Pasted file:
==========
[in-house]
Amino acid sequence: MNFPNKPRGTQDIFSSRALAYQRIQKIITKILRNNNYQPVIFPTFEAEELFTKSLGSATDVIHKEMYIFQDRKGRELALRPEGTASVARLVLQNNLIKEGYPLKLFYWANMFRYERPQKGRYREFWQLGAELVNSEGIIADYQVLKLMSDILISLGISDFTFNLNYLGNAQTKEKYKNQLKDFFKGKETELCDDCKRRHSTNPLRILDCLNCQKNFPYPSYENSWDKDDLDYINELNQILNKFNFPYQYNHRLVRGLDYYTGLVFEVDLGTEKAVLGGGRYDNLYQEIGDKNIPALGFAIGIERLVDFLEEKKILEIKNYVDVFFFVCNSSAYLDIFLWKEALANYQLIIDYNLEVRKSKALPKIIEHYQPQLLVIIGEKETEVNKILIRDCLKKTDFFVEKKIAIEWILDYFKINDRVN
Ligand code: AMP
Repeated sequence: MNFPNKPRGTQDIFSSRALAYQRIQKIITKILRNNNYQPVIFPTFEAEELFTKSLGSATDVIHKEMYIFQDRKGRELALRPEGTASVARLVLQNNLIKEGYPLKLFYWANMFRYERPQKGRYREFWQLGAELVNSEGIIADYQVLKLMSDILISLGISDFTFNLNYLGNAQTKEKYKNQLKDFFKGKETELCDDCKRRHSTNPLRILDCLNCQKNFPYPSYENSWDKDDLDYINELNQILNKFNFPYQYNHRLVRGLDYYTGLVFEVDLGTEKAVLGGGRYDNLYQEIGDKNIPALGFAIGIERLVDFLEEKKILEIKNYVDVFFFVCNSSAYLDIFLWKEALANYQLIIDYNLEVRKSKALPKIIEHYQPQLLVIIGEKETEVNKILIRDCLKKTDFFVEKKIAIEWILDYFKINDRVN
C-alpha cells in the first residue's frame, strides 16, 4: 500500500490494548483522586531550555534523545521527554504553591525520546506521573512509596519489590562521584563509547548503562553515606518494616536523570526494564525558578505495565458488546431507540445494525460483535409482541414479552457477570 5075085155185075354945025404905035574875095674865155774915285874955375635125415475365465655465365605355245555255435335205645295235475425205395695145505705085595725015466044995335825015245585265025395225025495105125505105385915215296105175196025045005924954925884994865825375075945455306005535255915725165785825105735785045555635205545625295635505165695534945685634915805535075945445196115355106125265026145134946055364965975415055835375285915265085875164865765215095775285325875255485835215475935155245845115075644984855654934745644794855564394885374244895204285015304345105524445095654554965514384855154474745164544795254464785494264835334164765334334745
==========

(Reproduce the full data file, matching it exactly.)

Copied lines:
[in-house]
Amino acid sequence: MNFPNKPRGTQDIFSSRALAYQRIQKIITKILRNNNYQPVIFPTFEAEELFTKSLGSATDVIHKEMYIFQDRKGRELALRPEGTASVARLVLQNNLIKEGYPLKLFYWANMFRYERPQKGRYREFWQLGAELVNSEGIIADYQVLKLMSDILISLGISDFTFNLNYLGNAQTKEKYKNQLKDFFKGKETELCDDCKRRHSTNPLRILDCLNCQKNFPYPSYENSWDKDDLDYINELNQILNKFNFPYQYNHRLVRGLDYYTGLVFEVDLGTEKAVLGGGRYDNLYQEIGDKNIPALGFAIGIERLVDFLEEKKILEIKNYVDVFFFVCNSSAYLDIFLWKEALANYQLIIDYNLEVRKSKALPKIIEHYQPQLLVIIGEKETEVNKILIRDCLKKTDFFVEKKIAIEWILDYFKINDRVN
Ligand code: AMP
Repeated sequence: MNFPNKPRGTQDIFSSRALAYQRIQKIITKILRNNNYQPVIFPTFEAEELFTKSLGSATDVIHKEMYIFQDRKGRELALRPEGTASVARLVLQNNLIKEGYPLKLFYWANMFRYERPQKGRYREFWQLGAELVNSEGIIADYQVLKLMSDILISLGISDFTFNLNYLGNAQTKEKYKNQLKDFFKGKETELCDDCKRRHSTNPLRILDCLNCQKNFPYPSYENSWDKDDLDYINELNQILNKFNFPYQYNHRLVRGLDYYTGLVFEVDLGTEKAVLGGGRYDNLYQEIGDKNIPALGFAIGIERLVDFLEEKKILEIKNYVDVFFFVCNSSAYLDIFLWKEALANYQLIIDYNLEVRKSKALPKIIEHYQPQLLVIIGEKETEVNKILIRDCLKKTDFFVEKKIAIEWILDYFKINDRVN
C-alpha cells in the first residue's frame, strides 16, 4: 500500500490494548483522586531550555534523545521527554504553591525520546506521573512509596519489590562521584563509547548503562553515606518494616536523570526494564525558578505495565458488546431507540445494525460483535409482541414479552457477570 5075085155185075354945025404905035574875095674865155774915285874955375635125415475365465655465365605355245555255435335205645295235475425205395695145505705085595725015466044995335825015245585265025395225025495105125505105385915215296105175196025045005924954925884994865825375075945455306005535255915725165785825105735785045555635205545625295635505165695534945685634915805535075945445196115355106125265026145134946055364965975415055835375285915265085875164865765215095775285325875255485835215475935155245845115075644984855654934745644794855564394885374244895204285015304345105524445095654554965514384855154474745164544795254464785494264835334164765334334745